Tree Wind Breaks in Central Asia and Their Effects on Agricultural Water Consumption

Thevs, N., et al., 2019. Land

Original research (primary data)
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Across Central Asia, agriculture largely depends on irrigation due to arid and semi-arid climatic conditions. Water is abstracted from rivers, which are largely fed by glacier melt. In the course of climate change, glaciers melt down so that a reduced glacier volume and reduced water runoffs are expected to be available for irrigation. Tree wind breaks are one option to reduce water consumption in irrigated agriculture and build resilience against climate change. This paper therefore assesses the water consumption of major crops in Kyrgyzstan and adjacent areas, i.e., cotton (Gossypium hirsutum L.), wheat (Triticum aestivum L.), corn (Zea mays L.), rice (Oryza sativa L.), potato (Solanum tuberosum L.), and barley (Hordeum vulgare L.) in combination with tree wind breaks. Crop water consumption was assessed through the Penman Monteith approach. Tree wind break types investigated were single rows from poplars (Populus spec.) and multiple rows with understory vegetation by elm (Ulmus minor L.) and poplar, respectively. Tree water consumption was determined through sapflow measurements. The seasonal reference evapotranspiration (ETo) for field crops was 876-995 mm without wind breaks and dropped to less than half through multiple row wind breaks with understory vegetation (50 m spacing). Tree water consumption was 1125-1558 mm for poplar and 435 mm for elm. Among the wind break crop systems, elm wind breaks resulted in the highest reductions of water consumption, followed by single row poplars, at spacing of 50 and 100 m, respectively. However, elm grows much slower than poplar, so poplars might be more attractive for farmers. Furthermore, single row wind breaks might by much easier to be integrated into the agrarian landscape as they consume less space.

Case studies

Basic information

  • Case ID: INT-255-1
  • Intervention type: Created habitats
  • Intervention description:

    "The tree wind break was composed of elm (Ulmus minor) and Acacia spec., with berry shrubs as understory vegetation (Figure 2). The tree wind in the 81◦–261◦ direction in order to shelter against the prevailing south winds, which come down from the nearby Tianshan Mountains (Figure 1). The average tree height of the shelterbelt was 10 m. Its crown area was 15 m wide. also looked at multiple rows of poplar (Populus spec. L.) "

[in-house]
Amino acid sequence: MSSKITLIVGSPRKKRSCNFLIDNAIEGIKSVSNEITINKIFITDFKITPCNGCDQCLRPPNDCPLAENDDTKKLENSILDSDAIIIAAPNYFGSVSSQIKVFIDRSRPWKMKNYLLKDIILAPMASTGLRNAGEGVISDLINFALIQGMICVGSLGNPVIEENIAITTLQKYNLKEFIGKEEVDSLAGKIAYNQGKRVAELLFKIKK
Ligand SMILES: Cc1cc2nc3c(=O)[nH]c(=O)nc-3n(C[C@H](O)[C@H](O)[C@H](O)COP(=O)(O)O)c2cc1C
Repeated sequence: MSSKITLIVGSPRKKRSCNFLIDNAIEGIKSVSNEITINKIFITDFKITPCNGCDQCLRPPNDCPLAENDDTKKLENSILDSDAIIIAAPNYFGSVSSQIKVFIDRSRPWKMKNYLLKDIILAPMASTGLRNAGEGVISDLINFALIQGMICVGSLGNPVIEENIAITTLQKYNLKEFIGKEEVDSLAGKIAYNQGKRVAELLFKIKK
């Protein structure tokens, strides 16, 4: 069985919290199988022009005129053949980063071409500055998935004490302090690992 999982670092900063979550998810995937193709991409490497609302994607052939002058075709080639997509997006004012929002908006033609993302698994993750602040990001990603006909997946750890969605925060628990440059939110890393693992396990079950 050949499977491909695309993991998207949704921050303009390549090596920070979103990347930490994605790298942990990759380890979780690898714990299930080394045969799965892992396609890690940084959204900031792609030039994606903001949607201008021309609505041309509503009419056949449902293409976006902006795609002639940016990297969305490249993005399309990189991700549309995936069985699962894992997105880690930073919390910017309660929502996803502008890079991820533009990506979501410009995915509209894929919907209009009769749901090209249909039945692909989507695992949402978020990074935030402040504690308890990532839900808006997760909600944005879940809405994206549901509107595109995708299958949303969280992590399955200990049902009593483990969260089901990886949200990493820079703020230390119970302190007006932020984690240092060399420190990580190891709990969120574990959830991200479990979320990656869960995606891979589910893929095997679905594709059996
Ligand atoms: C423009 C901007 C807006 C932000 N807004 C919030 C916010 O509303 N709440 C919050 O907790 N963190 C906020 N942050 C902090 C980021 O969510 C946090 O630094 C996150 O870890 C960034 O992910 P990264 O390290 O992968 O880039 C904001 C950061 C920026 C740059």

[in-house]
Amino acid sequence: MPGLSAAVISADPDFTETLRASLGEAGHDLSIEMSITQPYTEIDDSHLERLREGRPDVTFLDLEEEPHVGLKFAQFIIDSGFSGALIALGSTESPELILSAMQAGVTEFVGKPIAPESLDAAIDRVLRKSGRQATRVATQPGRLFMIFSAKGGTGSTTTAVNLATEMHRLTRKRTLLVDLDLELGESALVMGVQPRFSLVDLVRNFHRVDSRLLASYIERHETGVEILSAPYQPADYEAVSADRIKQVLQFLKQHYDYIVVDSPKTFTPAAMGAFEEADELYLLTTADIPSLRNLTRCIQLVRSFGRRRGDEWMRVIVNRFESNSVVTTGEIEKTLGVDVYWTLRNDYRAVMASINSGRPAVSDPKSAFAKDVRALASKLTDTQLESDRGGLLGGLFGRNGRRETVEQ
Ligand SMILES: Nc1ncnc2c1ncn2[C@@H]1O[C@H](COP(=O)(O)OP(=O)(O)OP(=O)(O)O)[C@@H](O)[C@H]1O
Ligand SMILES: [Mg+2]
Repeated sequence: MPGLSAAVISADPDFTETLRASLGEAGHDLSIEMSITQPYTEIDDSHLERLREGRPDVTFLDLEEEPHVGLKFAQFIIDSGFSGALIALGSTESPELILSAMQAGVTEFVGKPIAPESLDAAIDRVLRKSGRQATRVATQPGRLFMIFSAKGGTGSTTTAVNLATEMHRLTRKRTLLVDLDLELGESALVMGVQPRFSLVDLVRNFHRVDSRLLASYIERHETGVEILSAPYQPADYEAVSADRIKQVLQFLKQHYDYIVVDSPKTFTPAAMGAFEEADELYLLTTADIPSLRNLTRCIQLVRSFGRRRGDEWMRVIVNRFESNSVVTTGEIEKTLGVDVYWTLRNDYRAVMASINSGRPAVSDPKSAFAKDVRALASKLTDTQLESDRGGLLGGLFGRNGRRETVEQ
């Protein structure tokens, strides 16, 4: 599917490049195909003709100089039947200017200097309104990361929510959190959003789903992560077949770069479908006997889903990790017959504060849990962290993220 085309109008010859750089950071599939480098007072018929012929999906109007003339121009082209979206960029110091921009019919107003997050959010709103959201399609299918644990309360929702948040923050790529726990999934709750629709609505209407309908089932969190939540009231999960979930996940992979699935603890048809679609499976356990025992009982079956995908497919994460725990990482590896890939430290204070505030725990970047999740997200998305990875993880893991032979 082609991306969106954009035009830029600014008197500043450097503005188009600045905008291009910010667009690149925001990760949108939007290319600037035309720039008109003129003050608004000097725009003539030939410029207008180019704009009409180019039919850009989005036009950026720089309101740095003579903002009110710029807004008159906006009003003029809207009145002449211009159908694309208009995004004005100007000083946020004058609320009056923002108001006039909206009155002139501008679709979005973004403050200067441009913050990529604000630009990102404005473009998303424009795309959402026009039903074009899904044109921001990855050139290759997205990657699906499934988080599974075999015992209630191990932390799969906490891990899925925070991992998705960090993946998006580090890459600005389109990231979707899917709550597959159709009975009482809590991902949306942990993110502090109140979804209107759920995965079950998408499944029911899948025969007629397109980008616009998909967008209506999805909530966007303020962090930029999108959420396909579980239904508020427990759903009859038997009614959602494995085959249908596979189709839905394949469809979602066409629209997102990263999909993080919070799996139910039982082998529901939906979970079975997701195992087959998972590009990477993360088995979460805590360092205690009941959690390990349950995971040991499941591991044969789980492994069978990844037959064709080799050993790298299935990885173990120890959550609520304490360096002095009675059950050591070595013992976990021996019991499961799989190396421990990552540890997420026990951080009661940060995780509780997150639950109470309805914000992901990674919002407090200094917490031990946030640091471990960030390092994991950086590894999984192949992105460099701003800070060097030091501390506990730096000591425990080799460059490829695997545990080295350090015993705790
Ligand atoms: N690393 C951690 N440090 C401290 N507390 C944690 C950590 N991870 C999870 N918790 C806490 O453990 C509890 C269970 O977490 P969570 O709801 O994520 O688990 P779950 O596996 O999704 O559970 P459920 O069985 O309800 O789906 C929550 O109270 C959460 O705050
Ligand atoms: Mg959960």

• Landscape/sea scape ecosystem management: No
  • Climate change impacts Effect of Nbs on CCI Effect measures
    Reduced water availability  Mixed results Water availability: Water consumption (evapotranspiration - mm) of agricultural landscape: wind break plantations + cropland. Measure other factors such as changes in wind speed, evapotranspiration, temperature but these are used to elucidate how exactly the wind breaks may contribute to altering the water consumption of the system (e.g. by reducing wind speeds, evapotranspiration decreases).  Mixed effectiveness
  • Approach implemented in the field: Yes
  • Specific location:

    Temen Suu [village] is located on an elevation of 941 m in the plain north of the Tianshan Mountains.

  • Country: Kyrgyz Republic
  • Habitat/Biome type: Created forest |
  • Issue specific term: Not applicable


  • Notes on intervention effectivness: "Effectiveness determined by comparing to reference sites that do not have the intervention (wind breaks) acting as a control Mixed effectiveness because varies depending on species and size of the plantations (e.g. the 50 × 50 m grid of the poplar multiple row wind break consumed so much water that the overall water consumption of barley, potato, or wheat combined with such a multiple row poplar wind break system was higher than water consumption of the crops without a wind break ... The water consumption of elm trees is much lower than that of poplars, which explains the low water consumption of elm tree wind break systems. In particular, with small grid sizes (up to 200 × 200 m) the substantial reduction wind speed in combination with low water consumption of elm trees resulted in an overall low water consumption of these systems.)"
  • Is the assessment original?: Yes
  • Broadtype of intervention considered: Other non-NbS approach(s)
  • Compare effectivness?: No
  • Compared to the non-NBS approach: Not applicable
  • Report greenhouse gas mitigation?: No
  • Impacts on GHG: Not applicable
  • Assess outcomes of the intervention on natural ecosystems: No
  • Impacts for the ecosystem: Not reported
  • Ecosystem measures: n/a
  • Assess outcomes of the intervention on people: No
  • Impacts for people: Not reported
  • People measures: n/a
  • Considers economic costs: No
  • Economic appraisal conducted: No
  • Economic appraisal described:
  • Economic costs of alternative considered: No
  • Compared to an alternative: Not reported

Evaluation methodology

  • Type of data: Quantitative
  • Is it experimental: Yes
  • Experimental evalution done: In-situ/field
  • Non-experimental evalution done: Not applicable
  • Study is systematic: